While Lassie made friends with squirrels and saved them from squirrel peril, Casey wants only to chase and kill them.
Although he gets the good stuff–sardine treats, toothpaste in a flavor made for dogs, a cushy bed in every room as well as a place on the sofa– unlike many well-loved dogs today, Casey will 
not be made to endure a wardrobe of cute pajamas and bowties. 
Maynard does not think of herself as Casey’s mother.
“Casey’s mom is a bitch from Ohio.”
I have never been one to pass up a dog book. From The Call of the Wild to Old Yeller to The Art of Racing in the Rain, I’ve read and loved them all. Starter Dog is another book about a dog, but so much more.
Maynard writes of celebrating her 50th wedding anniversary during the global pandemic. “Celebrate,” she tells us, descends from the Latin “celebrare,” a marriage of gladness and gravity.
Those words are an apt description of Starter Dog. But don’t worry. In this book, the dog doesn’t die.
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Starter Dog is a memoir by Canadian author, Rona Maynard. Considering that her husband Paul has always been a dog lover, it’s unusual that they’ve managed to reach the age of sixty-three before he suggests to Rona that they get a dog. 

In their relationship, after more than 40 years of marriage: “We had a pattern: he brought me an idea, I told him why it might not work.” There are obstacles to be overcome, in this case, are: dog fur everywhere; the effect on their travel bug; and walks with a dicky knee. 

And when, objections neutralised, they do agree, it takes another two years before they find the one: a rescue dog named Tucker (and before that, Shotgun), apparently a Labrador/pug mix that has been trained in prison by a convict. Deciding on a name finally results in Casey Jones, and Casey immediately bonds with Paul; it takes longer with Rona.

Walking Casey turns out to be a whole new experience for Rona: constant stopping to check and leave peemail; eating trash; chasing cars; attacking squirrels; altercations with neighbour dogs; and poor behaviour that leads to park exile.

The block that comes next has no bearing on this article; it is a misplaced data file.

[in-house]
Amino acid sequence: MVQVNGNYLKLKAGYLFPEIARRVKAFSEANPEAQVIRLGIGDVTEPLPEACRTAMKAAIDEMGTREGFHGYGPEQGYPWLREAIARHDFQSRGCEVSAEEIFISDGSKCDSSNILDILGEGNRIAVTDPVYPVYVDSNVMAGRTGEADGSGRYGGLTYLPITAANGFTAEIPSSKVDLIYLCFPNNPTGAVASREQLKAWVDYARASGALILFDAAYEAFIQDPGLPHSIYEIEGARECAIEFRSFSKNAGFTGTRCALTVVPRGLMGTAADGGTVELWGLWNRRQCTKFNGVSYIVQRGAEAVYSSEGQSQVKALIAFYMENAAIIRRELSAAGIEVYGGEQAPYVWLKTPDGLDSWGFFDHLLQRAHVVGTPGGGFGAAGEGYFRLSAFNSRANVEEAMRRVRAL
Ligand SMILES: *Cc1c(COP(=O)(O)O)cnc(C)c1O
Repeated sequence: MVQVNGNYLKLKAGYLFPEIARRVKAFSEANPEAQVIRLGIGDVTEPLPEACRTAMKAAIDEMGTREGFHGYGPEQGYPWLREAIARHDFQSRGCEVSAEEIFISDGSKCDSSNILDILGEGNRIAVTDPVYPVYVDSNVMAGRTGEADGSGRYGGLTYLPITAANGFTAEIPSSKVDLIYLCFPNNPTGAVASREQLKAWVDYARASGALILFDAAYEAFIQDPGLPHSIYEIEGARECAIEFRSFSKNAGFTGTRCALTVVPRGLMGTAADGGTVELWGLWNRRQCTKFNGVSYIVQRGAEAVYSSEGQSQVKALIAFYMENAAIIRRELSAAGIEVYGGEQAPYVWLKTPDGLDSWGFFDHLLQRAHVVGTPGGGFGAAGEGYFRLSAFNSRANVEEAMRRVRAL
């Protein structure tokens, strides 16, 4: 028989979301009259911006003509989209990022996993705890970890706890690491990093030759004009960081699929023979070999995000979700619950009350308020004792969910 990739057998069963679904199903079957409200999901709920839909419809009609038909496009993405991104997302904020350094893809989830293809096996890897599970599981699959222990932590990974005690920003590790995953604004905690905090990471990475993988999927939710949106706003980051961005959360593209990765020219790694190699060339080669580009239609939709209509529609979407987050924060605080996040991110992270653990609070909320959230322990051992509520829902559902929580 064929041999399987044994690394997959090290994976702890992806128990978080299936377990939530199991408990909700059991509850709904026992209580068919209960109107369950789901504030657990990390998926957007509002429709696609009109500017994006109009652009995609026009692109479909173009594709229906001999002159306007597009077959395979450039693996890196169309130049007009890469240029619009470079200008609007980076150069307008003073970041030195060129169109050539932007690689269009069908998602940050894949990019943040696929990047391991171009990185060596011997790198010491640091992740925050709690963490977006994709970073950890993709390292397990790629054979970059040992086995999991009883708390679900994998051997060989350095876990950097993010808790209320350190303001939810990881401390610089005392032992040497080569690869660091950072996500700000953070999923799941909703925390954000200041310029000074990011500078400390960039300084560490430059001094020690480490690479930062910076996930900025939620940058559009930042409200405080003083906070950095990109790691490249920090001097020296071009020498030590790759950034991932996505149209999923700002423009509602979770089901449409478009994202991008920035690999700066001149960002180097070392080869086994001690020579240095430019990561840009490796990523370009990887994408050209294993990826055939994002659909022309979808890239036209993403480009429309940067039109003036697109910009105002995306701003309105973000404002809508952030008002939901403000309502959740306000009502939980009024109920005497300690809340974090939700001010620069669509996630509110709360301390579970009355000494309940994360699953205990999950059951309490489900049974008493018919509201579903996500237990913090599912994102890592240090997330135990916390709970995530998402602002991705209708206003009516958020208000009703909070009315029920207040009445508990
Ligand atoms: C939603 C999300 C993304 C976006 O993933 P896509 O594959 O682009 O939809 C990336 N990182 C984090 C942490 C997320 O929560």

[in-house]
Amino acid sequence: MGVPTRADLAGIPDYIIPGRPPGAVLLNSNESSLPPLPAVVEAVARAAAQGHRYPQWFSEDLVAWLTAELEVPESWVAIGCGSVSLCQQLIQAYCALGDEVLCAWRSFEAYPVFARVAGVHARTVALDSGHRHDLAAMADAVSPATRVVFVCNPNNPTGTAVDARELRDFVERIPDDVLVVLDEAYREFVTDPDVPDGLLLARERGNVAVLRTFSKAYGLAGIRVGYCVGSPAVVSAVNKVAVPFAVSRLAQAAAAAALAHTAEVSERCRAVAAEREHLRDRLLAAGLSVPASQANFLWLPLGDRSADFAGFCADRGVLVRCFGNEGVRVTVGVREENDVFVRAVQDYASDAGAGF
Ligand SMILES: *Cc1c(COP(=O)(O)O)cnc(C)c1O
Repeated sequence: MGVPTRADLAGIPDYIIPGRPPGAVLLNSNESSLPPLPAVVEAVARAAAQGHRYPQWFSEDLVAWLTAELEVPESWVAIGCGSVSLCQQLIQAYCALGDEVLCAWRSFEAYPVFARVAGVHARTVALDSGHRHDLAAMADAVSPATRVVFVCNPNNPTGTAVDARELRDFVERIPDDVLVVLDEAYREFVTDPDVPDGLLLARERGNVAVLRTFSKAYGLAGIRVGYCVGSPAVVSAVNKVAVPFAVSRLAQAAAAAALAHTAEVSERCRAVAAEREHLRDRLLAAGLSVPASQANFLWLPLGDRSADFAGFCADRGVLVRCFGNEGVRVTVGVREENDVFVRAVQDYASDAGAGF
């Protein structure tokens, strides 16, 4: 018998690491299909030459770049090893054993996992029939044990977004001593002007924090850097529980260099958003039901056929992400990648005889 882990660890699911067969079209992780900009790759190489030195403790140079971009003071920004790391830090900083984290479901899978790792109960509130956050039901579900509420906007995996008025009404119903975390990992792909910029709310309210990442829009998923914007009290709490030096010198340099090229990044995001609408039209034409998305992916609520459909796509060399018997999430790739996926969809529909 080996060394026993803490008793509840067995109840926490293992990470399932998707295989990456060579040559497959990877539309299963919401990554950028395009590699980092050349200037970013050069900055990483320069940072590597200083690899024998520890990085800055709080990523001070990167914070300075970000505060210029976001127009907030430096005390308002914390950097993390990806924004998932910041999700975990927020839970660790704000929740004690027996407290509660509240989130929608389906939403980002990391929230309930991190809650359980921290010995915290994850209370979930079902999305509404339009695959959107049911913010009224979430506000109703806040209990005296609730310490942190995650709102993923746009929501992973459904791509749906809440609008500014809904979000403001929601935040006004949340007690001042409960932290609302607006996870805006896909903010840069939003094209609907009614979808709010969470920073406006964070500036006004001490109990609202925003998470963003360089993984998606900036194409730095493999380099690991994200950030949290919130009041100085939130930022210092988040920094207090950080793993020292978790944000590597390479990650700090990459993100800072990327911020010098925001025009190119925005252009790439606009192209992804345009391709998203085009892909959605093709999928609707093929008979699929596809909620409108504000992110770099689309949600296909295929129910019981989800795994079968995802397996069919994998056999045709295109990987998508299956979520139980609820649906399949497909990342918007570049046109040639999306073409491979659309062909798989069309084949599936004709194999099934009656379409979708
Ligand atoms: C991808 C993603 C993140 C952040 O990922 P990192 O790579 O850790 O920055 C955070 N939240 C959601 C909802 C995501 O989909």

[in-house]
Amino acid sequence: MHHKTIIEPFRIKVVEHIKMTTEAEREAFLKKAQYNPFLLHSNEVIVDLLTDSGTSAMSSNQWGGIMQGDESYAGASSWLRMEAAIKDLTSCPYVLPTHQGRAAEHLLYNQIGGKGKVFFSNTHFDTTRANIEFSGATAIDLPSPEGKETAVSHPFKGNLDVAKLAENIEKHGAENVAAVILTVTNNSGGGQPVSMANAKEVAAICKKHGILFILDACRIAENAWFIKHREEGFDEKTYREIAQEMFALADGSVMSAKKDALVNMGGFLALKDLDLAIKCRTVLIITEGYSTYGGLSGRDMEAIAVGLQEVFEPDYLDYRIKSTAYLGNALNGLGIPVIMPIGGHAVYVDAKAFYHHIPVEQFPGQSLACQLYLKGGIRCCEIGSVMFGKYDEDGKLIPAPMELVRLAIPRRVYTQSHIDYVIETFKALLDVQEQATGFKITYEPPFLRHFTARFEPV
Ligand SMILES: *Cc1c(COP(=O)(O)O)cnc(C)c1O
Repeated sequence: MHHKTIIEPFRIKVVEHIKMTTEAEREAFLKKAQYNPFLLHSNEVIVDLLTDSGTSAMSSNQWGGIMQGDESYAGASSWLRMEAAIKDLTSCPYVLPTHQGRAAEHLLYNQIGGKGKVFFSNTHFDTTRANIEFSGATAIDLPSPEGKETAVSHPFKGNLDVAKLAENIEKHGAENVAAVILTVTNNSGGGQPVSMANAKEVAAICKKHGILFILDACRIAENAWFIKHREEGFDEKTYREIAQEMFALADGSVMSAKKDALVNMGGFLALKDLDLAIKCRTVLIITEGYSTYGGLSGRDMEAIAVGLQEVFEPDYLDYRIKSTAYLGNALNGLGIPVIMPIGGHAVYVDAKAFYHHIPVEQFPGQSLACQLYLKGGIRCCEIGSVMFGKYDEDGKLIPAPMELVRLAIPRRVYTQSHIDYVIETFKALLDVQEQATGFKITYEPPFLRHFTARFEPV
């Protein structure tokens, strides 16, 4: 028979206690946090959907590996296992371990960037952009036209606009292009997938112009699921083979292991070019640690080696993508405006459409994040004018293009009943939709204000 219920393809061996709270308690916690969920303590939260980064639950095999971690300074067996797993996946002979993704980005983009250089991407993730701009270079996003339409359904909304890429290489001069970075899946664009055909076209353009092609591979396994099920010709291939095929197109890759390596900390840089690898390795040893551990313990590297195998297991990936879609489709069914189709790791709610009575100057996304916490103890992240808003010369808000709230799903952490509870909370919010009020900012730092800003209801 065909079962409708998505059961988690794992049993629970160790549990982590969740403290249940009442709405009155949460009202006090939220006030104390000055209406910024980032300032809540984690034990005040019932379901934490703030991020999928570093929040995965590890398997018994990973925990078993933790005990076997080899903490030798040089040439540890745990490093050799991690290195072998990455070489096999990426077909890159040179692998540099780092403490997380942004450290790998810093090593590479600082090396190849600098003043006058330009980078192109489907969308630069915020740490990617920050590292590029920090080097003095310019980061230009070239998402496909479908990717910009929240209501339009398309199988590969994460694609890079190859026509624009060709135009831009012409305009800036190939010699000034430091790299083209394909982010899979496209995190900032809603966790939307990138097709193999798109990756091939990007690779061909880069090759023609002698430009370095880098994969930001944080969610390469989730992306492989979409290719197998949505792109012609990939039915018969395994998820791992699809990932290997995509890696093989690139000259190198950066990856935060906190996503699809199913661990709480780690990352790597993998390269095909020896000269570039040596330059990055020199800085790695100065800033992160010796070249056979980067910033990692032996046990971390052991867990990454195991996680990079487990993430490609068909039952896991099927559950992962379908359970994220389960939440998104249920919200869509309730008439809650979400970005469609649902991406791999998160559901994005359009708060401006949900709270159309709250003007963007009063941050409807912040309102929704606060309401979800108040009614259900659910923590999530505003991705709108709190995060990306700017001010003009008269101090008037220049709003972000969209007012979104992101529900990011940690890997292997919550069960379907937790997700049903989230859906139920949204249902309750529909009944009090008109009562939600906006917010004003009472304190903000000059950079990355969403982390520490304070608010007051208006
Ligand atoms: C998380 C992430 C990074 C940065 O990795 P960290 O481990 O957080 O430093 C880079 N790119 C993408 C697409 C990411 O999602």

Expert help is required, and a trainer teaches Paul and Rona what Casey will respond obediently to. Rona learns to shout, and Casey teaches her to sleep. Rona describes how she migrates from being a novice dog owner, to becoming a fully-furred dog-person, with its attendant Insta flooding, special attention to dog food, addiction to dog videos and Casey as the automatic conversation topic.

As a rescue dog, Casey comes without any real history, and a DNA test puts his stated breed in the realms of fantasy: Casey is a beagle-Boston Terrier-bulldog mix. Not knowing who trained Casey to be such a good dog sends Rona and Paul on a trip to Ohio, to Casey’s hometown, to find out more, and trace his journey from there to Ontario.  

Living with Casey changes their priorities on furniture preservation, and also bring harmony to their daily lives, helping to connect with strangers with dogs, despite the odd encounter with a nasty owner. Rona recalls the one dog in her childhood and why she didn’t connect then. By the time they are on vacation in Mexico City, just a short period without Casey has Rona seeking a dog-fix.